How much romance should be in a romantic comedy? I have always felt that the makers of contemporary Bollywood romcoms have not been able to figure that out yet. There’s the new age filmmakers, who believe in ‘less is more’ so there seems to be this big fear when something reaches towards an emotion, or more like, ‘OHMYGOD EMOTION! WHAT DO WE DO NOW? THIS WILL MAKE PEOPLE FEEL AND THAT WILL DESTROY THE WORLD’. For example, the recent Finding Fanny, or Hasee Toh Phasee or Shuddh Desi Romance or you know, Dunno Y.. Na Jaane Kyun (#badjoke).
Then there’s the old school Bollywood filmmakers – or new age old school Bollywood filmmakers – who are basically the sons of somebody or one of the 100 relatives of the Bhatts, who approach emotion as a fat man would approach food: ‘LET’S HAVE EVERYTHING! THIS IS SPARTAAAAAAAAAAA!’ For example, Ek Villain, Aashiqui 2, Tum Mile, and 300 (#secondbadjoke)
And then there’s Dharma, YRF and Imtiaz Ali, who straddle the thin line in between, basically behaving like a drunk guy walking trying to walk straight: one time he will fall to the left, one time he will fall to the right, but he can never, ever stay in the middle. But every once a while, there comes a guy who, like a veteran drunk, can contain his daaru, and *own* this bloody line. Habib Faisal is one such veteran piyakkad (and I’m going to ignore that he wrote Bewakoofiyan because you know what, shit happens, ok?).
Faisal so expertly straddles the rom and the com in his movies that it’s hard to believe the genes of a 16 year old teenage girl and a, say, Asrani or Mehmood, or Keshto Mukherjee, doesn’t run in his blood at the same time (although I have no proof it doesn’t).
Let me cut the crap now and get to the point: Dawaat E Ishq is a romcom feast! It’s a delicious (#wordthatgoeswithdaawat) film with just the right ingredients in just the right quantity (#diditagain) and all the right garnishing on top (#somebodystopme) to make for a perfectly cooked meal (#omgthisisadisease) of love and fun. (#sorry)
I’m not going to get into the story since you should discover that yourself, but what I really loved about the movie is that it’s a movie that completely maintains its irreverent tone from the very beginning to the very end; never for once taking itself too seriously. When there is romance, it’s emphasised so very well in body language or through the eyes, or through the face; basically through everything Parineeti Chopra does because she’s just that damn awesome.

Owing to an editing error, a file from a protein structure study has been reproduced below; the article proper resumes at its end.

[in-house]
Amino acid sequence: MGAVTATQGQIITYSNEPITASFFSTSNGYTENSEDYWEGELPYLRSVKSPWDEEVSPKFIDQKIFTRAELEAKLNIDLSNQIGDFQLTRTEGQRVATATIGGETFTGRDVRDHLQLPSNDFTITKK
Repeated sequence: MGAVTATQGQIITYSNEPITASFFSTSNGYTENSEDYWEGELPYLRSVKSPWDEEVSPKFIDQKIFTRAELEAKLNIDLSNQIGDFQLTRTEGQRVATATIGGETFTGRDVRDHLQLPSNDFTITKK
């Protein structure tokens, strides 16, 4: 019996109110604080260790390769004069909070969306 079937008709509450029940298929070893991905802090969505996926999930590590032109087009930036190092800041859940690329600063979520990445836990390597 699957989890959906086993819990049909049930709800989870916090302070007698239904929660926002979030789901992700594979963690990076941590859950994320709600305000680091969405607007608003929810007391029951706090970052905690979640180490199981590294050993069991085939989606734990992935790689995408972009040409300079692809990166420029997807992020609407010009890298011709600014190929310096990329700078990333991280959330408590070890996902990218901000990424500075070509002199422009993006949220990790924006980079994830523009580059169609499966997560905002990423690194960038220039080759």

And when there’s drama, it is emphasised not with blaring emotional background music (*cough* Bhansali films *cough*)or a bucketful of glycerine (*cough cough* Bhansali films *gets asthma *); but just through great writing that leads itself to a conflict so well, that you are naturally intrigued to what could happen next. And what happens next, is usually a witty line or a smart foil of a cliché, usually through the OUTSTANDING Anupam Chopra – who is just as good as an Amitabh Bachchan or a Rishi Kapoor in any damn thing he does; in fact, several times he’s better – and the very charming Aditya Roy Kapoor, who’s quite a revelation, really.
For example, in the scene in which Gullu (the girl) has just been proposed to, the camera just stays on her face for a bit – and she is given the freedom to make us feel. And she does it so damn well, that you can’t help but feel and get tingly inside, perhaps because of the direction, perhaps because it’s Parineeti! And when there’s a conflict – like the finale – without giving any spoilers – there’s a leap of logic and some surreality but never any hammering the point away, all done to maintain that fantastic tone that’s been carried from scene one.
The chemistry between Parineeti and Aditya Roy is quite outstanding. To be honest, Parineeti can generate chemistry with a dying puppy if she wants (#ArjunKapoor #runningjoke); but full credit to Aditya Roy Kapoor, who’s taken to the role of a dil-phenk Lucknawi nawaab of the streets, like Deepika has taken to an anti-TOI activist (#snarky #sorryDeepu). To be honest, I really didn’t know Kapoor can act so well, but he’s immensely likeable in this, and makes one thing clear: he belongs among the leads, and he’s here to stay.
Karan Wahi, in the small role he has, is very, very sweet and, pardon my French, cute, and does a super job of making us like him. I really want to see what Kapoor and Wahi do next; their charm is a healthy thing in an industry that needs more of them else Saif Ali Khan will NEVER STOP playing romcom roles. IS THAT WHAT YOU WANT? And once again: Anupam Kher!!!!!!!!!!! I mean, what an actor!!!!!!! What a star!!!!!!!!! He owns every frame of what he does!!
The only thing that got my goat a little bit were the badly placed songs, and well, the fact that it had very little plot, but when did things like plot ever come in the way of an enjoyable film, right? I would totally recommend the film: it’s such a great family film after such a long, long time. Light, breezy and very entertaining. And the best part: while being all this, it also makes such a fantastic point about a social evil dowry (so very Rajkumar Hirani-esque, yay). So basically: Habib Faisal roxxxx!
Note: This article first was first put up on Facebook on September 19, 2014. Link: http://goo.gl/Uk51lH
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